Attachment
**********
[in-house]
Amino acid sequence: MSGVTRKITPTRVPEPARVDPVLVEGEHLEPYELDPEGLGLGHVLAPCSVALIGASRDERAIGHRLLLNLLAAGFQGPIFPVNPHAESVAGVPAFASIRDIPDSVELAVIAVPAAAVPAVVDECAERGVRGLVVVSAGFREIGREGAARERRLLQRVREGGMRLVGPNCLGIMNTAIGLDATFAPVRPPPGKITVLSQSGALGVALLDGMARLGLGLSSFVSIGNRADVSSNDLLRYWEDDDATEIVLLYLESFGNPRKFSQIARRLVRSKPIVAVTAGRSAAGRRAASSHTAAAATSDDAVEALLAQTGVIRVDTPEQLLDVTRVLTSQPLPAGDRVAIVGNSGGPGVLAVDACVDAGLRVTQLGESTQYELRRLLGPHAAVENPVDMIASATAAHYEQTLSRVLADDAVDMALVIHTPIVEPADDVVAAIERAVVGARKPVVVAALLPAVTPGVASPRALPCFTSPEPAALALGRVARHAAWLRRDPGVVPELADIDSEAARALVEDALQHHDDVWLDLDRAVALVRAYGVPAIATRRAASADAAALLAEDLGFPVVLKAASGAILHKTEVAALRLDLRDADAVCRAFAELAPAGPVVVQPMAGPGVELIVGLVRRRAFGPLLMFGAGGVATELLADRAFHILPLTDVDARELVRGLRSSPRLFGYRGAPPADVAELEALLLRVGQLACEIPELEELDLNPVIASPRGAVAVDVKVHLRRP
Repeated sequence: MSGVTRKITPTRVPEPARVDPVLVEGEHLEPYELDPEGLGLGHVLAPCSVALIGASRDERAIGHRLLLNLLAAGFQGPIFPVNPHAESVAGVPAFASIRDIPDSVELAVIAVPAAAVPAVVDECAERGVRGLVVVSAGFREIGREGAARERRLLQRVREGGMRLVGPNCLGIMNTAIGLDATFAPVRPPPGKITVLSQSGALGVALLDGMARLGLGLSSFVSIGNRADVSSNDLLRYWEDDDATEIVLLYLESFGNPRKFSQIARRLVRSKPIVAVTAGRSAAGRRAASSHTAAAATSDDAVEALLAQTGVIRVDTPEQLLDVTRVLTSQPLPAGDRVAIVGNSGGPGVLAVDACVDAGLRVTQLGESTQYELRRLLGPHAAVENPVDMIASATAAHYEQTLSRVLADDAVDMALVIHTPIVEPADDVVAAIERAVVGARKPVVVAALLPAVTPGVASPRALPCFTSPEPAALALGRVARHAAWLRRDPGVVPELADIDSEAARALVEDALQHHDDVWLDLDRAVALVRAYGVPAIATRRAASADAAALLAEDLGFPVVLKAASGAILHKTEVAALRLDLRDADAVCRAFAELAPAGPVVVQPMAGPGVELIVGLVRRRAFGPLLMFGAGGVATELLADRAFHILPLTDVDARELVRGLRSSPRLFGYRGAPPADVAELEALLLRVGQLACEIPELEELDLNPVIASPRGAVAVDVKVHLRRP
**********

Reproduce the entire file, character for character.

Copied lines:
[in-house]
Amino acid sequence: MSGVTRKITPTRVPEPARVDPVLVEGEHLEPYELDPEGLGLGHVLAPCSVALIGASRDERAIGHRLLLNLLAAGFQGPIFPVNPHAESVAGVPAFASIRDIPDSVELAVIAVPAAAVPAVVDECAERGVRGLVVVSAGFREIGREGAARERRLLQRVREGGMRLVGPNCLGIMNTAIGLDATFAPVRPPPGKITVLSQSGALGVALLDGMARLGLGLSSFVSIGNRADVSSNDLLRYWEDDDATEIVLLYLESFGNPRKFSQIARRLVRSKPIVAVTAGRSAAGRRAASSHTAAAATSDDAVEALLAQTGVIRVDTPEQLLDVTRVLTSQPLPAGDRVAIVGNSGGPGVLAVDACVDAGLRVTQLGESTQYELRRLLGPHAAVENPVDMIASATAAHYEQTLSRVLADDAVDMALVIHTPIVEPADDVVAAIERAVVGARKPVVVAALLPAVTPGVASPRALPCFTSPEPAALALGRVARHAAWLRRDPGVVPELADIDSEAARALVEDALQHHDDVWLDLDRAVALVRAYGVPAIATRRAASADAAALLAEDLGFPVVLKAASGAILHKTEVAALRLDLRDADAVCRAFAELAPAGPVVVQPMAGPGVELIVGLVRRRAFGPLLMFGAGGVATELLADRAFHILPLTDVDARELVRGLRSSPRLFGYRGAPPADVAELEALLLRVGQLACEIPELEELDLNPVIASPRGAVAVDVKVHLRRP
Repeated sequence: MSGVTRKITPTRVPEPARVDPVLVEGEHLEPYELDPEGLGLGHVLAPCSVALIGASRDERAIGHRLLLNLLAAGFQGPIFPVNPHAESVAGVPAFASIRDIPDSVELAVIAVPAAAVPAVVDECAERGVRGLVVVSAGFREIGREGAARERRLLQRVREGGMRLVGPNCLGIMNTAIGLDATFAPVRPPPGKITVLSQSGALGVALLDGMARLGLGLSSFVSIGNRADVSSNDLLRYWEDDDATEIVLLYLESFGNPRKFSQIARRLVRSKPIVAVTAGRSAAGRRAASSHTAAAATSDDAVEALLAQTGVIRVDTPEQLLDVTRVLTSQPLPAGDRVAIVGNSGGPGVLAVDACVDAGLRVTQLGESTQYELRRLLGPHAAVENPVDMIASATAAHYEQTLSRVLADDAVDMALVIHTPIVEPADDVVAAIERAVVGARKPVVVAALLPAVTPGVASPRALPCFTSPEPAALALGRVARHAAWLRRDPGVVPELADIDSEAARALVEDALQHHDDVWLDLDRAVALVRAYGVPAIATRRAASADAAALLAEDLGFPVVLKAASGAILHKTEVAALRLDLRDADAVCRAFAELAPAGPVVVQPMAGPGVELIVGLVRRRAFGPLLMFGAGGVATELLADRAFHILPLTDVDARELVRGLRSSPRLFGYRGAPPADVAELEALLLRVGQLACEIPELEELDLNPVIASPRGAVAVDVKVHLRRP